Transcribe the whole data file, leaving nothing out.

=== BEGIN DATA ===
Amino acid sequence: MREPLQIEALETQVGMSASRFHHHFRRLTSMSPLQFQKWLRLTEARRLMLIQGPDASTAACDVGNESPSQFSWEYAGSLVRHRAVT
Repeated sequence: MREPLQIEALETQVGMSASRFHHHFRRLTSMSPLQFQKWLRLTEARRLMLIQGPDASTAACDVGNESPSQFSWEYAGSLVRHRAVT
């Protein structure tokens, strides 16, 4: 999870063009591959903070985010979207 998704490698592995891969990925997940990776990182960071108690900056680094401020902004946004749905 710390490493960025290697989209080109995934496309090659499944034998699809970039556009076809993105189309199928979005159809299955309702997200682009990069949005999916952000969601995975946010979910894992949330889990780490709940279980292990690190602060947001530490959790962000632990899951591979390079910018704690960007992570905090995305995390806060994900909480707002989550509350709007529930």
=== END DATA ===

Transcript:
Amino acid sequence: MREPLQIEALETQVGMSASRFHHHFRRLTSMSPLQFQKWLRLTEARRLMLIQGPDASTAACDVGNESPSQFSWEYAGSLVRHRAVT
Repeated sequence: MREPLQIEALETQVGMSASRFHHHFRRLTSMSPLQFQKWLRLTEARRLMLIQGPDASTAACDVGNESPSQFSWEYAGSLVRHRAVT
């Protein structure tokens, strides 16, 4: 999870063009591959903070985010979207 998704490698592995891969990925997940990776990182960071108690900056680094401020902004946004749905 710390490493960025290697989209080109995934496309090659499944034998699809970039556009076809993105189309199928979005159809299955309702997200682009990069949005999916952000969601995975946010979910894992949330889990780490709940279980292990690190602060947001530490959790962000632990899951591979390079910018704690960007992570905090995305995390806060994900909480707002989550509350709007529930």